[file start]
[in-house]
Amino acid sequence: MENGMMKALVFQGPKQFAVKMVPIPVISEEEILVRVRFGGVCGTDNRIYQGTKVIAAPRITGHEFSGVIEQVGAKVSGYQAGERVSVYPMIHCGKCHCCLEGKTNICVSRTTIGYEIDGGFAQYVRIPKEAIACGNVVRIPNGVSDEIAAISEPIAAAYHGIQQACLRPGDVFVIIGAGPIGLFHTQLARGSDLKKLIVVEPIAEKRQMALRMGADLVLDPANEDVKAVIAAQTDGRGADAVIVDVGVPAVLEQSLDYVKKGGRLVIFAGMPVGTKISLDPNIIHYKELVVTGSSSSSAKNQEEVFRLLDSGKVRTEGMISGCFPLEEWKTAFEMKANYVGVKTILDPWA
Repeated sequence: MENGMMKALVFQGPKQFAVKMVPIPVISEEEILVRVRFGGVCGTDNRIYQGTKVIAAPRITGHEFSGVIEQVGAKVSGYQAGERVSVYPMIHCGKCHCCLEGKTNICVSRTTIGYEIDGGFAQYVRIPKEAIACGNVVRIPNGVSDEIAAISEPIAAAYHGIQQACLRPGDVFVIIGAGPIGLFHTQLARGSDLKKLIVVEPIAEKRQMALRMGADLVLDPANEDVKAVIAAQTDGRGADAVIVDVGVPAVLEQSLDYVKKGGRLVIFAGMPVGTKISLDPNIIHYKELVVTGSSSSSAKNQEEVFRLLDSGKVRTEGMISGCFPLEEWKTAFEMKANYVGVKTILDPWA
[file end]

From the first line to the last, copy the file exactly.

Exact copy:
[in-house]
Amino acid sequence: MENGMMKALVFQGPKQFAVKMVPIPVISEEEILVRVRFGGVCGTDNRIYQGTKVIAAPRITGHEFSGVIEQVGAKVSGYQAGERVSVYPMIHCGKCHCCLEGKTNICVSRTTIGYEIDGGFAQYVRIPKEAIACGNVVRIPNGVSDEIAAISEPIAAAYHGIQQACLRPGDVFVIIGAGPIGLFHTQLARGSDLKKLIVVEPIAEKRQMALRMGADLVLDPANEDVKAVIAAQTDGRGADAVIVDVGVPAVLEQSLDYVKKGGRLVIFAGMPVGTKISLDPNIIHYKELVVTGSSSSSAKNQEEVFRLLDSGKVRTEGMISGCFPLEEWKTAFEMKANYVGVKTILDPWA
Repeated sequence: MENGMMKALVFQGPKQFAVKMVPIPVISEEEILVRVRFGGVCGTDNRIYQGTKVIAAPRITGHEFSGVIEQVGAKVSGYQAGERVSVYPMIHCGKCHCCLEGKTNICVSRTTIGYEIDGGFAQYVRIPKEAIACGNVVRIPNGVSDEIAAISEPIAAAYHGIQQACLRPGDVFVIIGAGPIGLFHTQLARGSDLKKLIVVEPIAEKRQMALRMGADLVLDPANEDVKAVIAAQTDGRGADAVIVDVGVPAVLEQSLDYVKKGGRLVIFAGMPVGTKISLDPNIIHYKELVVTGSSSSSAKNQEEVFRLLDSGKVRTEGMISGCFPLEEWKTAFEMKANYVGVKTILDPWA